Ts'ao Ts'ao (155-220), the most popular hero in Chinese folklore, was also a truly great historical figure whose genius as a general and as a statesman saved North China from chaos when the Han dynasty crumbled at the end of the 2nd century A.D.
The origins of Ts'ao Ts'ao are obscure since his father, Ts'ao Sung, was the adopted son of a powerful eunuch, Ts'ao T'eng. This meant that the Ts'ao family was a rich one, but relatively newly rich, and of tainted lineage. An unruly and adventurous youth, Ts'ao was greatly pleased when a famous judge of character predicted that he would be "an able public servant in a world at peace, or a crafty, deceitful hero in a world at war." The world was at war, one of the bloodiest China had ever seen, and Ts'ao Ts'ao threw himself into the battle in 184, helping to quell the rebellion of the Yellow Turbans, the so-called T'ai-p'ing (or Taiping) Rebellion, that was to serve as a prototype for similar popular uprisings for two millennia.
Through the influence of his father and in recompense for his actions, Ts'ao Ts'ao rose in rank. When the empire was threatened by Tung Cho, a brutal condottiere who captured the Emperor and burned the capital, Ts'ao fled to the provinces, where he raised his own troops to fight, ostensibly to save the Han from dissolution. The next 20 years of his life were years of anarchic fighting among his warlord enemies. In 200, at the battle of Kuantu, Honan, he defeated Yüan Shao; and after continual battles against the Yüan family, Liu Piao, and the Wu-huan, Ts'ao became the sole power in the North.
In 208, another famous battle, at Ch'ih-pi on the south bank of the Yangtze in Hupei, showed he could not defeat his combined enemies in Wu and Shu. The end of his life was spent in consolidating his hold on the North, by far the most important part of China, becoming prime minister in 208, Duke of Wei in 213, and Prince of Wei in 216. At his death on March 15, 220, he had still not taken the imperial title. This his son, Ts'ao P'i, did, becoming the first emperor of the Wei dynasty on Dec. 11, 220.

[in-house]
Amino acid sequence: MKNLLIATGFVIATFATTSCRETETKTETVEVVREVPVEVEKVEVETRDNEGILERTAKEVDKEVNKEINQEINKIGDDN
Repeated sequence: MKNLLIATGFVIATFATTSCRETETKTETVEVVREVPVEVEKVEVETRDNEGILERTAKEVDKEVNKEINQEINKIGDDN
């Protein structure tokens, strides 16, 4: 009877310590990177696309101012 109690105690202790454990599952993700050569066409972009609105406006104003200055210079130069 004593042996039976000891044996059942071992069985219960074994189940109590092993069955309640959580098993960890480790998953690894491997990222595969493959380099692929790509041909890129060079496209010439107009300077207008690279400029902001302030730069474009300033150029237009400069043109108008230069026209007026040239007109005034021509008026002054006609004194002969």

Ts'ao Ts'ao's importance was hotly debated in China in 1959, the debate resembling the "rehabilitation" of Ivan the Terrible in Soviet Russia in the 1930s and being, consequently, highly doctrinaire. Whatever Ts'ao's attitudes toward the common people were, whether "progressive" or "reactionary, " it is a fact that he made intelligent use of military agricultural colonies (t'un-t'ien) near his capital, in which soldiers were set to farming unused farm land, reorganized and reused taxes, and by the repopulation of the vast areas that had been devastated by the unceasing wars—he succeeded in bringing peace and prosperity to North China and reestablishing a unified empire. His policies for appointing men "only by their talent" in an attempt to strengthen the central government, by ignoring the new real powers in the land, the rich regional landowners, ultimately were doomed to failure, but his vigorous unconcern for the deadwood of Confucian tradition helped liberate the minds of the intelligentsia and paved the way for a veritable renaissance of thought and literature.
Ts'ao Ts'ao himself was a powerful poet and prose writer. His spare and virile style was admirably suited to the popular ballad from (yüeh-fu) that he used in the 24 poems that bear his name and sing of his political ambitions, the pain of warfare, the shortness of life, and the joys of mystical journeying with Taoist immortals. For many Chinese, however, Ts'ao Ts'ao remains the archvillain of history, immortalized in the novel San-kuo chih yen-i (The Romance of the Three Kingdoms) as a crafty and unscrupulous usurper.
Further Reading on Ts'ao Ts'ao
The long résumé of events from 180 to 220 found in the Tzu-chih t'ung-chien of Ssu-ma Kuang was translated by Rafe de Crespigny as The Last of the Han (Centre of Oriental Studies, Monograph 9, Australian National University, Canberra, 1969). Some background appears in Kenneth Scott Latourette, The Chinese: Their History and Culture (1934; 4th rev. ed. 1964); C. P. Fitzgerald, China: A Short Cultural History (1935; 3d ed. 1961); Edwin O. Reischauer and John K. Fairbank, History of East Asian Civilization, vol. 1: East Asia: The Great Tradition (1958); and Ying-shih Yü, Trade and Expansion in Han China (1967).